conncount=`netstat -anpW | grep ':22 \+' | grep ESTABLISHED | grep $myip | wc -l`
if test $conncount -gt 1; then exit 429; fi;

Explanation: Line (1) Get your current IP, (2) Count amount of connections to :22 port from $myip and (3) if we have greater than 1 connection from this our IP terminate process and exit with error code 429

  • Thanks for your answer, but it doesn't work! I created two configurations with the same username and password on two mobile phones with two different IP addresses. Then I edited file /etc/security/limits.conf and added johndoe - maxlogins 1 (see this screenshot), but both phones were able to connect to my server simultaneously! I tried johndoe hard maxlogins 1, too. I want this for ssh tunneling. The WireGuard protocol does not work with many ISPs in Iran. May 1 at 19:49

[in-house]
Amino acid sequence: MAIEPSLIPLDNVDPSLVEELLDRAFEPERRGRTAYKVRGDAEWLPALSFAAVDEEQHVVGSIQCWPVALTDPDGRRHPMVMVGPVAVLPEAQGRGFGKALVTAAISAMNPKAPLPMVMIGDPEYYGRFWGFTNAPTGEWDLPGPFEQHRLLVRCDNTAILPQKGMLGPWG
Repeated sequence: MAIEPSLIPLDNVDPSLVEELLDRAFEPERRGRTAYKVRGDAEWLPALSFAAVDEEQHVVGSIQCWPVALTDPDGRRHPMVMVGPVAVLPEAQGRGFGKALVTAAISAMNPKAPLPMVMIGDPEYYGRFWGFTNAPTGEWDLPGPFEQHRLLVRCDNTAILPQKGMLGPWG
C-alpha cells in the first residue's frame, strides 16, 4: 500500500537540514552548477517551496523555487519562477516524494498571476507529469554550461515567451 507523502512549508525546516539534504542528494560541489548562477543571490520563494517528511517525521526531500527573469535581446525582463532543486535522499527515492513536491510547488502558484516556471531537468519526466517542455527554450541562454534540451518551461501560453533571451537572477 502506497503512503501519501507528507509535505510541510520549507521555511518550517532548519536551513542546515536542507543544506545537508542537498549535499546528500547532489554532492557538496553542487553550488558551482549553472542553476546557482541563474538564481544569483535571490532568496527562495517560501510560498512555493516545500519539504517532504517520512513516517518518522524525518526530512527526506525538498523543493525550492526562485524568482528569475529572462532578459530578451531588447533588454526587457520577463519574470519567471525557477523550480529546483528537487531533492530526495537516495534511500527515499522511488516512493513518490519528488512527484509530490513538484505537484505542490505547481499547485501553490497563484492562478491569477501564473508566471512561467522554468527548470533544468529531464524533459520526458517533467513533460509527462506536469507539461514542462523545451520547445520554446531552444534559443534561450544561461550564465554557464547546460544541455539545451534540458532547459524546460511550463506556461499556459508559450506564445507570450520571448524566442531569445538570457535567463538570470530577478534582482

• 2
    @vahid johndoe - maxlogins 1 should work. Anyway you use SSH tunneling, so the connection won't show up in w output. It means this is a nologin system user so maxlogins in limits.conf is not useful and same as MaxSessions in sshd_config has no effect on port forwarding. You connect over SOCKS proxy, which is tied to a web browser, which usually opens multiple streams at once with nologin. You can listen 10022 in sshd_config and use this 10022 port in your SOCKS connection without limits if it works for you.. However I could not to find an option to limit nologin.
    – Igor Popov
    May 2 at 15:46
  • @VahidDamanafshan I guess you should dig to the PermitUserRC in sshd_config. You need to enable it (by default it's enabled). Then add some script wrapper into ~/.ssh/rc
    – Igor Popov
    May 2 at 16:04
  • @VahidDamanafshan how do you connect your phone(s)?
    – Igor Popov
    May 2 at 16:43
  • I connect the phones by apps like Matsuri and then in +icon->Manual Settings->SSH and then I write the server's Ip, port, username, and password (please see this screenshot). May 2 at 17:00